Celebrating it’s 20th Anniversary, DOXA Documentary Film Festival, Western Canada’s largest documentary film festival, returns, online, May 6 through May 16, 2021.
The festival’s full program will be released later this week, but DOXA recently announced its line-up of Special Presentations, featuring both Canadian and international selections. Films will be available streaming online, for audiences across Canada to enjoy.
The Special Presentations include Shannon Walsh’s The Gig is Up, which takes a close look at gig labour, a growing phenomenon and employment path that promises flexible hours, independence and open recruitment to workers around the world. From delivering food, to transporting passengers, to tagging images online, millions of people—including those who might otherwise be unable to find work in more conventional environments—are being drawn to gig employment, task by task, for the chance to do any job that pays. But despite its utopian potential, the reality of the gig economy is something far less auspicious. DOXA opens the 20th annual festival with this courageous film that reveals how the magic of today’s technology and its selling points might not be magical at all, and that asks us to consider the true cost of convenience.
After a brief hiatus in 2020, DOXA is relaunching its cornerstone Justice Forum programming stream, now in its 11th year. Our Justice Forum Special Presentation Kímmapiiyipitssini: The Meaning of Empathy, directed by Elle-Máijá Tailfeathers (The Body Remembers When the World Broke Open), puts humanity and compassion first in its engagement with the substance-use crisis and drug-poisoning epidemic on the Kainai First Nation in southern Alberta. A must-see for all citizens (but policy makers and health professionals may want to take special note), Kímmapiiyipitssini charts a road map towards healing. Against the backdrop of the ongoing drug-poisoning epidemic happening in our own backyard, Tailfeathers compassionately crafts one of the most urgent and critical films of this year.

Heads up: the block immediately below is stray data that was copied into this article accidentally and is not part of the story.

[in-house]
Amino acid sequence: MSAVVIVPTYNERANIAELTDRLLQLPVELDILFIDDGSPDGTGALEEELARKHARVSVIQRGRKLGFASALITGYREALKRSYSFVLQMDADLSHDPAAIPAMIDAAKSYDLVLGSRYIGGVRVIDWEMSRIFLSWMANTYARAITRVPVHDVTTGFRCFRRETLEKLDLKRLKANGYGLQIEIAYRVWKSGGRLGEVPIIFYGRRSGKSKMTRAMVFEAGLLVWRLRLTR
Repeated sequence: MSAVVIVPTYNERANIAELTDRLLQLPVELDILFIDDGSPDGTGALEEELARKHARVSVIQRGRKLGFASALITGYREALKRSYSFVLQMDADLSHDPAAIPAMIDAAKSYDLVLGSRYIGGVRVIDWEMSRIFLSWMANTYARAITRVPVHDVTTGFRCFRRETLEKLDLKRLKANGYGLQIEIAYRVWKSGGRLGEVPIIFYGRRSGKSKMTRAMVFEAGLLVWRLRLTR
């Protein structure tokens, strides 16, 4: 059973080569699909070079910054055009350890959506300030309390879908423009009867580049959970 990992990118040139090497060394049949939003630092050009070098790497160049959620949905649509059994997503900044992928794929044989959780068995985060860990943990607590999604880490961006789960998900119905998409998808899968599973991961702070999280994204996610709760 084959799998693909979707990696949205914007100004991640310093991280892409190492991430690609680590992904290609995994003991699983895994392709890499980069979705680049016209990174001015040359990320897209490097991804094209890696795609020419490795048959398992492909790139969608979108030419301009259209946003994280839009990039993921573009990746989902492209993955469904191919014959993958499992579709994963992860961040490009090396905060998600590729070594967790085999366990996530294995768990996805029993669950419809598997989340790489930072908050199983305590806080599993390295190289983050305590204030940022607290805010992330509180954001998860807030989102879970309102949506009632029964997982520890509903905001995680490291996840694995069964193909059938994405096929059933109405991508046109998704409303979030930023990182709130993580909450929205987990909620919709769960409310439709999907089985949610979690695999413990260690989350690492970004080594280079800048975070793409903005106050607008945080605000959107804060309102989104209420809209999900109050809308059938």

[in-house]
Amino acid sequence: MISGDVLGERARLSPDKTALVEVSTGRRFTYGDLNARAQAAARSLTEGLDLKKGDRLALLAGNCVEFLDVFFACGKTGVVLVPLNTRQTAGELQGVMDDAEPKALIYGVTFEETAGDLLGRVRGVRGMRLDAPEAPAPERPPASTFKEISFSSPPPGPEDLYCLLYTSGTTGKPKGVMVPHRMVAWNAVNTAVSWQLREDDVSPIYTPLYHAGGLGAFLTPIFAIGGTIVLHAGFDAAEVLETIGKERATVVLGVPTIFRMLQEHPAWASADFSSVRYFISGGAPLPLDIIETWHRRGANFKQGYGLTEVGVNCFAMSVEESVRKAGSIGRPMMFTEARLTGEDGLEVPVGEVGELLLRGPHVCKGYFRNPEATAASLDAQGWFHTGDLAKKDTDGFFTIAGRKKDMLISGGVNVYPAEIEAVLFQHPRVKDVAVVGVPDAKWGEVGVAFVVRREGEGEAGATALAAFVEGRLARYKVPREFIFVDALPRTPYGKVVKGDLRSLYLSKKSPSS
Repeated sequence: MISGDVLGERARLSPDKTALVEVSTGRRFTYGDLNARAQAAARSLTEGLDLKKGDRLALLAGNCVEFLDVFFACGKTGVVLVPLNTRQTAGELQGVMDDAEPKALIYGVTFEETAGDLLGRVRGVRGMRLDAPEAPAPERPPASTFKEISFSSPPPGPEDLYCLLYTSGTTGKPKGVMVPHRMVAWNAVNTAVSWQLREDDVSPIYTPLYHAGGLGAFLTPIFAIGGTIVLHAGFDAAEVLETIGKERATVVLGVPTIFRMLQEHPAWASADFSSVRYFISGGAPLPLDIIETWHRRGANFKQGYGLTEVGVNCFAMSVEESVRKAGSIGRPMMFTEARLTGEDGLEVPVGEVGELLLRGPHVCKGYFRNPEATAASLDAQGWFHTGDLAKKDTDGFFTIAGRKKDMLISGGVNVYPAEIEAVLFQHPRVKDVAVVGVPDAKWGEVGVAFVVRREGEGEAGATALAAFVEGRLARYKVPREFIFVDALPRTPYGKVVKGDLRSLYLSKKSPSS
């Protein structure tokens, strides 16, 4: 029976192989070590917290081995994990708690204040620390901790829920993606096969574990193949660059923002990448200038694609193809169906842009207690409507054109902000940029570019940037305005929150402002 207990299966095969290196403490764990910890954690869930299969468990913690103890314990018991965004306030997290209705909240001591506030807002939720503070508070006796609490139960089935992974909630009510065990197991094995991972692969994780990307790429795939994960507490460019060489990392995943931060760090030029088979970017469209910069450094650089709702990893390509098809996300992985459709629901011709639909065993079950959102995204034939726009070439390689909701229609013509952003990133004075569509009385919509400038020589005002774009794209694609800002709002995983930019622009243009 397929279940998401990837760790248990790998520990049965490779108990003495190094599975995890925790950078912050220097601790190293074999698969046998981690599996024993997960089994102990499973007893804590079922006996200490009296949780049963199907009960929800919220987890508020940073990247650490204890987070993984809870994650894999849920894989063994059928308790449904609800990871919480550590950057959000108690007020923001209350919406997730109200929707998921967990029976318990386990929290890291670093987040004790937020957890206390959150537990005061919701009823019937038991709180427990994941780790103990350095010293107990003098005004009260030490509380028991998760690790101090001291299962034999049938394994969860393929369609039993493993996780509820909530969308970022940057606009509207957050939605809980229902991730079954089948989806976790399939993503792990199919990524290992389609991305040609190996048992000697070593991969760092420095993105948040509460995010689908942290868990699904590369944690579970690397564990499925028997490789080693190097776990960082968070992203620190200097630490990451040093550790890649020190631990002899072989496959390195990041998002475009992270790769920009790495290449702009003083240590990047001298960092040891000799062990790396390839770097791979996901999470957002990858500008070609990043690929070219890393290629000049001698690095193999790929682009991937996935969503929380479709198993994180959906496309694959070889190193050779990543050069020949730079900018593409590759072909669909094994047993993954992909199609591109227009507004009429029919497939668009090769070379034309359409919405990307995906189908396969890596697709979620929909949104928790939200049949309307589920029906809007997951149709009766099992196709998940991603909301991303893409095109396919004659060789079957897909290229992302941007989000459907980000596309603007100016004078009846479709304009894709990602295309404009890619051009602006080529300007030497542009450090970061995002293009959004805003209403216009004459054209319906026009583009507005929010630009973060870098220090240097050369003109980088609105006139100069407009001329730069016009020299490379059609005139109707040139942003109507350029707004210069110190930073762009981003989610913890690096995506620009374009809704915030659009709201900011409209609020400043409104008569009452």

Directed by local filmmakers Sean Horlor and Steve J. Adams, Someone Like Me, follows a group of strangers from Vancouver’s queer community who unite under the banner of Rainbow Refugee, a non-profit that connects LGBTQ+ asylum claimants with sponsors. This special presentation will mark the eighth edition of DOXA’s Rated Y for Youth program.
Closing out the festival, Poly Styrene: I Am A Cliché chronicles the life and story of Poly Styrene, frontwoman of legendary 1970s British punk band X-Ray Spex. The Anglo-Somali musician was also a key inspiration for the riot grrrl and Afropunk movements, introducing the world to a new sound of rebellion.
All Special Presentation films will include a live streaming Q+A during the festival dates. Details about the festival and films will be available on doxafestival.ca. Early Bird Festival Passes are also available online, only until April 14th.